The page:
And the thing is, he could have walked away from Ireland all those years ago and never looked back. Who could have blamed him for distancing himself from the land where he was enslaved, and nearly died? But in the faces of the people of Ireland, he saw the hungry, the thirsty, the stranger, the naked, the ill and imprisoned, and would not walk away. Instead, as the Gospel today directs us all, he left everything he had behind, turned back to Ireland, back to God, and followed Christ.

St. Patrick had to weather so many storms in his life. He was kidnapped and enslaved, he worked in mission territory among people who at times were hostile to the Christian way of life, he was betrayed by a friend and besieged by fellow clergymen who were jealous of the success of his ministry and critical of the way he did it. But through it all, he was grateful for the power of God at work in him. The faith that led him to be that way was nourished on a strong friendship with God. He’d hear nothing of us showing up here once a year for an Irish Mass. Instead, he’d have us celebrating our Irish heritage through daily communion with our God who longs to bless all our days.

Some say St. Patrick never wrote his famous “Breastplate” or “Lorica” prayer. Maybe he did and maybe he didn’t, but I tend to think it’s the kind of thing he would have prayed, every morning, to remind himself of the source of his blessing, to call on God’s protection, and to center himself to look for Christ in every person in every moment.  Maybe that prayer can do the same thing for all of us, too.

I arise today
Through a mighty strength, the invocation of the Trinity,
Through the belief in the threeness,
Through the confession of the oneness
Of the Creator of Creation.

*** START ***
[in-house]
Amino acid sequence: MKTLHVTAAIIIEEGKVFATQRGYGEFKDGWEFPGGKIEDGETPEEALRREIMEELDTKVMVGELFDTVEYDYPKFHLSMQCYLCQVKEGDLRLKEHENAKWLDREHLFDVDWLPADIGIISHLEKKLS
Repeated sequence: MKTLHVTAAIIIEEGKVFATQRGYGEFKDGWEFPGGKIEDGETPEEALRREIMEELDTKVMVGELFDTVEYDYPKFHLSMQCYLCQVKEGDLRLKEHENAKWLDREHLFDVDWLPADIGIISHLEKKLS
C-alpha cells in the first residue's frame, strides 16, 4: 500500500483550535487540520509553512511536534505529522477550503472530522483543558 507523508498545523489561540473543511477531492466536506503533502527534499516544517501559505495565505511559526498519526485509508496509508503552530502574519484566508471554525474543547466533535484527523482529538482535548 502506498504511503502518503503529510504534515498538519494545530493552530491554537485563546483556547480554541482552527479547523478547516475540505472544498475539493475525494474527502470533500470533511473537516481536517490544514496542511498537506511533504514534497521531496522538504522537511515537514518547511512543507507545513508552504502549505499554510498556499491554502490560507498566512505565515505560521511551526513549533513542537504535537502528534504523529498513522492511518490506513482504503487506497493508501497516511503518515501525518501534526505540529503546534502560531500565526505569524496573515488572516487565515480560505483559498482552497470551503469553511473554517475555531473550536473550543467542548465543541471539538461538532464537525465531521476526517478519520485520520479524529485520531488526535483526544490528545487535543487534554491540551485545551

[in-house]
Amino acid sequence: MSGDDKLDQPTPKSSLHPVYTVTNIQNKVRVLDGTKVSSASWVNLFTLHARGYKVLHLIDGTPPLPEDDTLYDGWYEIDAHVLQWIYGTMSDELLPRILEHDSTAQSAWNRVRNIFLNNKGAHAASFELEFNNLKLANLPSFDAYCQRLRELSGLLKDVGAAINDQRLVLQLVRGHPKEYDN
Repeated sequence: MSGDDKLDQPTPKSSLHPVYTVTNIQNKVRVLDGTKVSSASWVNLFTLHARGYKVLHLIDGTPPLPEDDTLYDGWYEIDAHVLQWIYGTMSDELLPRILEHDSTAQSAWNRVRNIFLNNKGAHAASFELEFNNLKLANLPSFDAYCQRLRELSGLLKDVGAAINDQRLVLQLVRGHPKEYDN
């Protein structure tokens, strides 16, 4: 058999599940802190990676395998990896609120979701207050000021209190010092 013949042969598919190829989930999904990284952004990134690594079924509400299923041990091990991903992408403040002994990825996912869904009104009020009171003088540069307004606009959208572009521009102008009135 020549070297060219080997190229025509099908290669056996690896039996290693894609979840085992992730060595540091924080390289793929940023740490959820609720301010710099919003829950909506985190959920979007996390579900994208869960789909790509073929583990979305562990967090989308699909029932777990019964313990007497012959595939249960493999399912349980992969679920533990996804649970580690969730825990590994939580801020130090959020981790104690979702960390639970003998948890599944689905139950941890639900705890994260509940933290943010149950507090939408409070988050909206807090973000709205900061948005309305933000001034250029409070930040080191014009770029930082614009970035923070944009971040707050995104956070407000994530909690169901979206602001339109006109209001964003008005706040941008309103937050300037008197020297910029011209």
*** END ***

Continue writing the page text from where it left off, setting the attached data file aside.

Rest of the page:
I arise today
Through the strength of Christ’s birth with his baptism,
Through the strength of his crucifixion with his burial,
Through the strength of his resurrection with his ascension,
Through the strength of his descent for the Judgment Day.

I arise today
Through the strength of the love of Cherubim,
In obedience of angels,
In the service of archangels,
In hope of resurrection to meet with reward,
In prayers of patriarchs,
In predictions of prophets,
In preaching of apostles,
In faith of confessors,
In innocence of holy virgins,
In deeds of righteous men.

I arise today
Through the strength of heaven:
Light of sun,
Radiance of moon,
Splendor of fire,
Speed of lightning,
Swiftness of wind,
Depth of sea,
Stability of earth,
Firmness of rock.

I arise today
Through God’s strength to pilot me:
God’s might to uphold me,
God’s wisdom to guide me,
God’s eye to look before me,
God’s ear to hear me,
God’s word to speak for me,
God’s hand to guard me,
God’s way to lie before me,
God’s shield to protect me,
God’s host to save me
From snares of demons,
From temptations of vices,
From everyone who shall wish me ill,
Afar and anear,
Alone and in multitude.

I summon today all these powers between me and those evils,
Against every cruel merciless power that may oppose my body and soul,
Against incantations of false prophets,
Against black laws of pagandom
Against false laws of heretics,
Against craft of idolatry,
Against spells of witches and smiths and wizards,
Against every knowledge that corrupts man’s body and soul.

Christ to shield me today
Against poison, against burning,
Against drowning, against wounding,
So that there may come to me abundance of reward.
Christ with me, Christ before me, Christ behind me,
Christ in me, Christ beneath me, Christ above me,
Christ on my right, Christ on my left,
Christ when I lie down, Christ when I sit down, Christ when I arise,
Christ in the heart of every man who thinks of me,
Christ in the mouth of everyone who speaks of me,
Christ in every eye that sees me,
Christ in every ear that hears me.

I arise today
Through a mighty strength, the invocation of the Trinity,
Through belief in the threeness,
Through confession of the oneness,
Of the Creator of Creation.

St. Patrick, Bishop

Gospel Reading: Matthew 25:31-45

“And there the Lord opened my mind to an awareness of my unbelief, in order that, even so late, I might remember my transgressions and turn with all my heart to the Lord my God, who had regard for my insignificance and pitied my youth and ignorance. And he watched over me before I knew him, and before I learned sense or even distinguished between good and evil, and he protected me, and consoled me as a father would his son.”